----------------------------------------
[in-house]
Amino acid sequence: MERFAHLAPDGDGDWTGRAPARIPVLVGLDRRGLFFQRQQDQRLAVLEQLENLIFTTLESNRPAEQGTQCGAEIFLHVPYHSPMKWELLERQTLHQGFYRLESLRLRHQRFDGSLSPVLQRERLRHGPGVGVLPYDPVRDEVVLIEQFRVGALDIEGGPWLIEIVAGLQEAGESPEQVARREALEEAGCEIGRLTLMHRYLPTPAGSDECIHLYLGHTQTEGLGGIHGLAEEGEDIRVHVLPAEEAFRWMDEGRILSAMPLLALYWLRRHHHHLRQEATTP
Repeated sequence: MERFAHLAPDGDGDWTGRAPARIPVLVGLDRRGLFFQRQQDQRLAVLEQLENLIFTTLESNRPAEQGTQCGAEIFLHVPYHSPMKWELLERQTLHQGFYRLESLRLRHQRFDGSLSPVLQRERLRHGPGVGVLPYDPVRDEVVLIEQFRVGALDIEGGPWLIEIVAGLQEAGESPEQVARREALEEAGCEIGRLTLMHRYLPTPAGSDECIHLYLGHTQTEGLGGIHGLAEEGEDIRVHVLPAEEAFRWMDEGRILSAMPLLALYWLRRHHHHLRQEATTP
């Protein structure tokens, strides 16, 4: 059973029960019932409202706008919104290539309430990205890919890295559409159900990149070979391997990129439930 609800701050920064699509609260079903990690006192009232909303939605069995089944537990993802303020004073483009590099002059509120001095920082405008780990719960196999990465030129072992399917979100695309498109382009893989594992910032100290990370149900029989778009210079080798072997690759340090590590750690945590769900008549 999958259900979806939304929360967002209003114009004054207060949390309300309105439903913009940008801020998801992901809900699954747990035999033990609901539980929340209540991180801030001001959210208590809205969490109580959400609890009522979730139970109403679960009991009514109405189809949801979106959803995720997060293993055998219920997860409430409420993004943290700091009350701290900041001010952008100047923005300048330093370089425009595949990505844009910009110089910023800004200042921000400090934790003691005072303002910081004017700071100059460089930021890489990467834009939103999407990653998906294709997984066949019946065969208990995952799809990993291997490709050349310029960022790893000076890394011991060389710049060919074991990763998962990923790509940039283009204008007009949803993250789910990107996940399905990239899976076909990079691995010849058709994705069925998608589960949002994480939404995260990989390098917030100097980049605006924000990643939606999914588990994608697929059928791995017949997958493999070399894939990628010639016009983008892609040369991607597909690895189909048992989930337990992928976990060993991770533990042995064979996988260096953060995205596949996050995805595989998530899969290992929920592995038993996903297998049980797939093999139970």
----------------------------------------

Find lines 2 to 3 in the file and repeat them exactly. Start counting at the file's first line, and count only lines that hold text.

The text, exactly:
Amino acid sequence: MERFAHLAPDGDGDWTGRAPARIPVLVGLDRRGLFFQRQQDQRLAVLEQLENLIFTTLESNRPAEQGTQCGAEIFLHVPYHSPMKWELLERQTLHQGFYRLESLRLRHQRFDGSLSPVLQRERLRHGPGVGVLPYDPVRDEVVLIEQFRVGALDIEGGPWLIEIVAGLQEAGESPEQVARREALEEAGCEIGRLTLMHRYLPTPAGSDECIHLYLGHTQTEGLGGIHGLAEEGEDIRVHVLPAEEAFRWMDEGRILSAMPLLALYWLRRHHHHLRQEATTP
Repeated sequence: MERFAHLAPDGDGDWTGRAPARIPVLVGLDRRGLFFQRQQDQRLAVLEQLENLIFTTLESNRPAEQGTQCGAEIFLHVPYHSPMKWELLERQTLHQGFYRLESLRLRHQRFDGSLSPVLQRERLRHGPGVGVLPYDPVRDEVVLIEQFRVGALDIEGGPWLIEIVAGLQEAGESPEQVARREALEEAGCEIGRLTLMHRYLPTPAGSDECIHLYLGHTQTEGLGGIHGLAEEGEDIRVHVLPAEEAFRWMDEGRILSAMPLLALYWLRRHHHHLRQEATTP